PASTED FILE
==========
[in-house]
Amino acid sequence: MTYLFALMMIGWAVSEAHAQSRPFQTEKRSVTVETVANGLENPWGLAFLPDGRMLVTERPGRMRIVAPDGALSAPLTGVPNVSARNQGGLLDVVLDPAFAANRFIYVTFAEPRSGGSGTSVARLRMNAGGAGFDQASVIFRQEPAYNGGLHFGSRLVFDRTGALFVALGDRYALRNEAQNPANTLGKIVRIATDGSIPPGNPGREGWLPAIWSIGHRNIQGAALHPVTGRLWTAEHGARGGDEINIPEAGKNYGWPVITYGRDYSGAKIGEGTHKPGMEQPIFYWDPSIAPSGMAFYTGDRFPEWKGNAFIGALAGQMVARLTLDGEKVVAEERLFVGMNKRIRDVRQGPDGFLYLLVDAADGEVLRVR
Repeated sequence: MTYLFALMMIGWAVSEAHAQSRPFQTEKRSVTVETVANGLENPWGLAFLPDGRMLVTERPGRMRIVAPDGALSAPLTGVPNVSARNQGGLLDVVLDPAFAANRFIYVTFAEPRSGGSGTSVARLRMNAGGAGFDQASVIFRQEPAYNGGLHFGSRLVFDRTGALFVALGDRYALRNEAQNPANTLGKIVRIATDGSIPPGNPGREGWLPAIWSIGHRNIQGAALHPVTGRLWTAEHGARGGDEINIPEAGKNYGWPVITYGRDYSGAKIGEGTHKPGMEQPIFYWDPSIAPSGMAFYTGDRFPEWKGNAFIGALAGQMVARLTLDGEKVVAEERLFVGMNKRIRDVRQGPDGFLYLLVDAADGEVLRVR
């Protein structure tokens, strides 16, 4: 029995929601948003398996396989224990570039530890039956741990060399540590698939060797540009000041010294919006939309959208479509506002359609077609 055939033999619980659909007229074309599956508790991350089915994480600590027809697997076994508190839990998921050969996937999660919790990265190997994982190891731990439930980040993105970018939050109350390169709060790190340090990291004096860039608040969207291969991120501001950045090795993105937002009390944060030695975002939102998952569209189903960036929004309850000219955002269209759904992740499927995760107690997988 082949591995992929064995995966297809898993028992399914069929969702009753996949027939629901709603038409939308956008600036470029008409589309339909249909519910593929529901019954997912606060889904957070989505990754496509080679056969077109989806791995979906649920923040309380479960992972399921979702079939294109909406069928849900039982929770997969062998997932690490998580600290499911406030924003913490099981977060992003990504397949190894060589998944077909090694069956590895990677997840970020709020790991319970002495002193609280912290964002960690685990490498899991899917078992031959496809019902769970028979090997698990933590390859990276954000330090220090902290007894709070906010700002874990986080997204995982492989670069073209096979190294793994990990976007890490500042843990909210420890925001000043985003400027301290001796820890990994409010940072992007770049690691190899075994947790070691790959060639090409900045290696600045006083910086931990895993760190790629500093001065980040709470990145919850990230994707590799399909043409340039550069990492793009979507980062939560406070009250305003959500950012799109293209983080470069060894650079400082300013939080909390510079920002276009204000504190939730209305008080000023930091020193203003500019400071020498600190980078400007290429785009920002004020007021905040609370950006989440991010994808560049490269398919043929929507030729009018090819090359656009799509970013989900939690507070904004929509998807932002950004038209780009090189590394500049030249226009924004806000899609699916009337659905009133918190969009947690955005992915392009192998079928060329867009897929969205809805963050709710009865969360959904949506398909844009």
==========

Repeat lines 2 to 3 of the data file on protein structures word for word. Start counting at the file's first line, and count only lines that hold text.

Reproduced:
Amino acid sequence: MTYLFALMMIGWAVSEAHAQSRPFQTEKRSVTVETVANGLENPWGLAFLPDGRMLVTERPGRMRIVAPDGALSAPLTGVPNVSARNQGGLLDVVLDPAFAANRFIYVTFAEPRSGGSGTSVARLRMNAGGAGFDQASVIFRQEPAYNGGLHFGSRLVFDRTGALFVALGDRYALRNEAQNPANTLGKIVRIATDGSIPPGNPGREGWLPAIWSIGHRNIQGAALHPVTGRLWTAEHGARGGDEINIPEAGKNYGWPVITYGRDYSGAKIGEGTHKPGMEQPIFYWDPSIAPSGMAFYTGDRFPEWKGNAFIGALAGQMVARLTLDGEKVVAEERLFVGMNKRIRDVRQGPDGFLYLLVDAADGEVLRVR
Repeated sequence: MTYLFALMMIGWAVSEAHAQSRPFQTEKRSVTVETVANGLENPWGLAFLPDGRMLVTERPGRMRIVAPDGALSAPLTGVPNVSARNQGGLLDVVLDPAFAANRFIYVTFAEPRSGGSGTSVARLRMNAGGAGFDQASVIFRQEPAYNGGLHFGSRLVFDRTGALFVALGDRYALRNEAQNPANTLGKIVRIATDGSIPPGNPGREGWLPAIWSIGHRNIQGAALHPVTGRLWTAEHGARGGDEINIPEAGKNYGWPVITYGRDYSGAKIGEGTHKPGMEQPIFYWDPSIAPSGMAFYTGDRFPEWKGNAFIGALAGQMVARLTLDGEKVVAEERLFVGMNKRIRDVRQGPDGFLYLLVDAADGEVLRVR